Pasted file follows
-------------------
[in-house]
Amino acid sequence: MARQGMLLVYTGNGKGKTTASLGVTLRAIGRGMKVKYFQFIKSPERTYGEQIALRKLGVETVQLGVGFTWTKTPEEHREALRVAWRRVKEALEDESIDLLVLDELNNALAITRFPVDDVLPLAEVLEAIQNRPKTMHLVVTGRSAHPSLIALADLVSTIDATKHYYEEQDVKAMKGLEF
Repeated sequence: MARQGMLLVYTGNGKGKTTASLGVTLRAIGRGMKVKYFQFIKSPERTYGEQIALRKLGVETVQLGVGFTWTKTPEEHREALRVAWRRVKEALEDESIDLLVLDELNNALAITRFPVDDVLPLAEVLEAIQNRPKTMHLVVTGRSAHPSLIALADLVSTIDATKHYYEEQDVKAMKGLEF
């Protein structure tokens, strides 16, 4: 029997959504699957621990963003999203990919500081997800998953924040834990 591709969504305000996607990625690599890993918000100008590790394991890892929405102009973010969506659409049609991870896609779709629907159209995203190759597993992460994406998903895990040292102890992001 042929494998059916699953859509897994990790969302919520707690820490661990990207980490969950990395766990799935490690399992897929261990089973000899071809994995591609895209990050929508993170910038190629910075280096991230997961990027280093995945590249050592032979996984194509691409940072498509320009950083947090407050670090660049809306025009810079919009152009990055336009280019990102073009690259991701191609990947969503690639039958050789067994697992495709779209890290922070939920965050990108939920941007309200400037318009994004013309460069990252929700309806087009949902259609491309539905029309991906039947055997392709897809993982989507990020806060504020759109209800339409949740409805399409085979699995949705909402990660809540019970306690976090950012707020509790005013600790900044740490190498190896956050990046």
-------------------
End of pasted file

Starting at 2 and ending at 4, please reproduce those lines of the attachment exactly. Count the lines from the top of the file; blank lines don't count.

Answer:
Amino acid sequence: MARQGMLLVYTGNGKGKTTASLGVTLRAIGRGMKVKYFQFIKSPERTYGEQIALRKLGVETVQLGVGFTWTKTPEEHREALRVAWRRVKEALEDESIDLLVLDELNNALAITRFPVDDVLPLAEVLEAIQNRPKTMHLVVTGRSAHPSLIALADLVSTIDATKHYYEEQDVKAMKGLEF
Repeated sequence: MARQGMLLVYTGNGKGKTTASLGVTLRAIGRGMKVKYFQFIKSPERTYGEQIALRKLGVETVQLGVGFTWTKTPEEHREALRVAWRRVKEALEDESIDLLVLDELNNALAITRFPVDDVLPLAEVLEAIQNRPKTMHLVVTGRSAHPSLIALADLVSTIDATKHYYEEQDVKAMKGLEF
């Protein structure tokens, strides 16, 4: 029997959504699957621990963003999203990919500081997800998953924040834990 591709969504305000996607990625690599890993918000100008590790394991890892929405102009973010969506659409049609991870896609779709629907159209995203190759597993992460994406998903895990040292102890992001 042929494998059916699953859509897994990790969302919520707690820490661990990207980490969950990395766990799935490690399992897929261990089973000899071809994995591609895209990050929508993170910038190629910075280096991230997961990027280093995945590249050592032979996984194509691409940072498509320009950083947090407050670090660049809306025009810079919009152009990055336009280019990102073009690259991701191609990947969503690639039958050789067994697992495709779209890290922070939920965050990108939920941007309200400037318009994004013309460069990252929700309806087009949902259609491309539905029309991906039947055997392709897809993982989507990020806060504020759109209800339409949740409805399409085979699995949705909402990660809540019970306690976090950012707020509790005013600790900044740490190498190896956050990046």